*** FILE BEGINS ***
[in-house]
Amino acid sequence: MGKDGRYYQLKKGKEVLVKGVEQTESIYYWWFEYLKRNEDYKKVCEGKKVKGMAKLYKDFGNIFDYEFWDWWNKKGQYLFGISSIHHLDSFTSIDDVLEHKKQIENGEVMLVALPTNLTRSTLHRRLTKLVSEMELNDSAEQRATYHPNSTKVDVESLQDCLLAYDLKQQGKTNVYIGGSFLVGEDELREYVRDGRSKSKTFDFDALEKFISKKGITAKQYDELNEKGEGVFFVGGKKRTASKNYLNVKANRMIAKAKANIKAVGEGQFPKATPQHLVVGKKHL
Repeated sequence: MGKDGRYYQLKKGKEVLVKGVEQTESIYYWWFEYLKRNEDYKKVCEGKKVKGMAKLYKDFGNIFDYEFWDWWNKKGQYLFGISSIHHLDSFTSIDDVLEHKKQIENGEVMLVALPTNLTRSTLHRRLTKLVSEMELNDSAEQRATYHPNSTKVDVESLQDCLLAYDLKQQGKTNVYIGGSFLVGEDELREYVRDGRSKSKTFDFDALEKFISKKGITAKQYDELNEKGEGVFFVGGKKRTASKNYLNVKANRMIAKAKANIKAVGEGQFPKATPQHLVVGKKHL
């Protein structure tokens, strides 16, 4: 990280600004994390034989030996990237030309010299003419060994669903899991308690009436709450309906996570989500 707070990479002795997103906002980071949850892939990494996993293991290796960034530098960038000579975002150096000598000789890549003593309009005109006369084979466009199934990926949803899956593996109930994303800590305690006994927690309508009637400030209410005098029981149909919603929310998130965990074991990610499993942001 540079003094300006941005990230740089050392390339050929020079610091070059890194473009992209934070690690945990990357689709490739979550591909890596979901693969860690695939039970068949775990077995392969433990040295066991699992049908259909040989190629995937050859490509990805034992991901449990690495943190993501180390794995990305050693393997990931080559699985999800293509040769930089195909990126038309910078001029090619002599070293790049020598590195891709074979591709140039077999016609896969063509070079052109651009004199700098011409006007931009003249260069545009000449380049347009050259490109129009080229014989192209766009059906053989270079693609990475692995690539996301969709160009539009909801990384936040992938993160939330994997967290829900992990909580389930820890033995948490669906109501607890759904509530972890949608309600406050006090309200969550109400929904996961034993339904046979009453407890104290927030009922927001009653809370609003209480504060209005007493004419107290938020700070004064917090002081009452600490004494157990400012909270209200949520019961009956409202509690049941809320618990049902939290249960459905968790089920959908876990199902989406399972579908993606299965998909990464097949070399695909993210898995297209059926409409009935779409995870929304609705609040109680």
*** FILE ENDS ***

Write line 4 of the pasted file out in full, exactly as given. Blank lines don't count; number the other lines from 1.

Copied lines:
């Protein structure tokens, strides 16, 4: 990280600004994390034989030996990237030309010299003419060994669903899991308690009436709450309906996570989500 707070990479002795997103906002980071949850892939990494996993293991290796960034530098960038000579975002150096000598000789890549003593309009005109006369084979466009199934990926949803899956593996109930994303800590305690006994927690309508009637400030209410005098029981149909919603929310998130965990074991990610499993942001 540079003094300006941005990230740089050392390339050929020079610091070059890194473009992209934070690690945990990357689709490739979550591909890596979901693969860690695939039970068949775990077995392969433990040295066991699992049908259909040989190629995937050859490509990805034992991901449990690495943190993501180390794995990305050693393997990931080559699985999800293509040769930089195909990126038309910078001029090619002599070293790049020598590195891709074979591709140039077999016609896969063509070079052109651009004199700098011409006007931009003249260069545009000449380049347009050259490109129009080229014989192209766009059906053989270079693609990475692995690539996301969709160009539009909801990384936040992938993160939330994997967290829900992990909580389930820890033995948490669906109501607890759904509530972890949608309600406050006090309200969550109400929904996961034993339904046979009453407890104290927030009922927001009653809370609003209480504060209005007493004419107290938020700070004064917090002081009452600490004494157990400012909270209200949520019961009956409202509690049941809320618990049902939290249960459905968790089920959908876990199902989406399972579908993606299965998909990464097949070399695909993210898995297209059926409409009935779409995870929304609705609040109680």